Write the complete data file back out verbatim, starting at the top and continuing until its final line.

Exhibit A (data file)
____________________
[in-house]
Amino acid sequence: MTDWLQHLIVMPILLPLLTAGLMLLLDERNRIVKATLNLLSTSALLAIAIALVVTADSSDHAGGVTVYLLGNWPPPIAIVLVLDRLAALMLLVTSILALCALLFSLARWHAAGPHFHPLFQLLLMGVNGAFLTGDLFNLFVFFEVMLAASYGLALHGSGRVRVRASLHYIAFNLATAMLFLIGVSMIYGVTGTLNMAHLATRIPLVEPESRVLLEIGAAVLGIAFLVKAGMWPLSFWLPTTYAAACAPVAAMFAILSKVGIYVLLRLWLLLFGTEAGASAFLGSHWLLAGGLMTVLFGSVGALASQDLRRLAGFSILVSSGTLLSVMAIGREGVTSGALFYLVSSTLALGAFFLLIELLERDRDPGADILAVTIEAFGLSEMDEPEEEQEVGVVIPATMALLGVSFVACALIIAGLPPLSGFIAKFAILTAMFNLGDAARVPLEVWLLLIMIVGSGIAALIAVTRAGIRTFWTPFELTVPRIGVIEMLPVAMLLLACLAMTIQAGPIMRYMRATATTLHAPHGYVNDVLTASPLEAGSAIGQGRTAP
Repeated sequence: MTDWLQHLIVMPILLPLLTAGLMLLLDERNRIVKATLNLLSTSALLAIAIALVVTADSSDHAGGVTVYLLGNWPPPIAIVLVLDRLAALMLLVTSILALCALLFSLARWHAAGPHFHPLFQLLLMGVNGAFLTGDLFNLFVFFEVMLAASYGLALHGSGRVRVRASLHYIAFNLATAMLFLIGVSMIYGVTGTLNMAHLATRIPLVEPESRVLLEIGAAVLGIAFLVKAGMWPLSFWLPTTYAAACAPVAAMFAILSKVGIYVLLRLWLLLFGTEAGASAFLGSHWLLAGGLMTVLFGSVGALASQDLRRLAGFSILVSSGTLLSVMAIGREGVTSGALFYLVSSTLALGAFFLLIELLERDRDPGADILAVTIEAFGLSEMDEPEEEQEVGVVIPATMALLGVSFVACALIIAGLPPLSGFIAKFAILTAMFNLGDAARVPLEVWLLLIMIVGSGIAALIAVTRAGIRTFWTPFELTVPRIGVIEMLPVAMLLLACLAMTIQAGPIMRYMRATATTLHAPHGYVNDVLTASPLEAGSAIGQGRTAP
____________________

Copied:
[in-house]
Amino acid sequence: MTDWLQHLIVMPILLPLLTAGLMLLLDERNRIVKATLNLLSTSALLAIAIALVVTADSSDHAGGVTVYLLGNWPPPIAIVLVLDRLAALMLLVTSILALCALLFSLARWHAAGPHFHPLFQLLLMGVNGAFLTGDLFNLFVFFEVMLAASYGLALHGSGRVRVRASLHYIAFNLATAMLFLIGVSMIYGVTGTLNMAHLATRIPLVEPESRVLLEIGAAVLGIAFLVKAGMWPLSFWLPTTYAAACAPVAAMFAILSKVGIYVLLRLWLLLFGTEAGASAFLGSHWLLAGGLMTVLFGSVGALASQDLRRLAGFSILVSSGTLLSVMAIGREGVTSGALFYLVSSTLALGAFFLLIELLERDRDPGADILAVTIEAFGLSEMDEPEEEQEVGVVIPATMALLGVSFVACALIIAGLPPLSGFIAKFAILTAMFNLGDAARVPLEVWLLLIMIVGSGIAALIAVTRAGIRTFWTPFELTVPRIGVIEMLPVAMLLLACLAMTIQAGPIMRYMRATATTLHAPHGYVNDVLTASPLEAGSAIGQGRTAP
Repeated sequence: MTDWLQHLIVMPILLPLLTAGLMLLLDERNRIVKATLNLLSTSALLAIAIALVVTADSSDHAGGVTVYLLGNWPPPIAIVLVLDRLAALMLLVTSILALCALLFSLARWHAAGPHFHPLFQLLLMGVNGAFLTGDLFNLFVFFEVMLAASYGLALHGSGRVRVRASLHYIAFNLATAMLFLIGVSMIYGVTGTLNMAHLATRIPLVEPESRVLLEIGAAVLGIAFLVKAGMWPLSFWLPTTYAAACAPVAAMFAILSKVGIYVLLRLWLLLFGTEAGASAFLGSHWLLAGGLMTVLFGSVGALASQDLRRLAGFSILVSSGTLLSVMAIGREGVTSGALFYLVSSTLALGAFFLLIELLERDRDPGADILAVTIEAFGLSEMDEPEEEQEVGVVIPATMALLGVSFVACALIIAGLPPLSGFIAKFAILTAMFNLGDAARVPLEVWLLLIMIVGSGIAALIAVTRAGIRTFWTPFELTVPRIGVIEMLPVAMLLLACLAMTIQAGPIMRYMRATATTLHAPHGYVNDVLTASPLEAGSAIGQGRTAP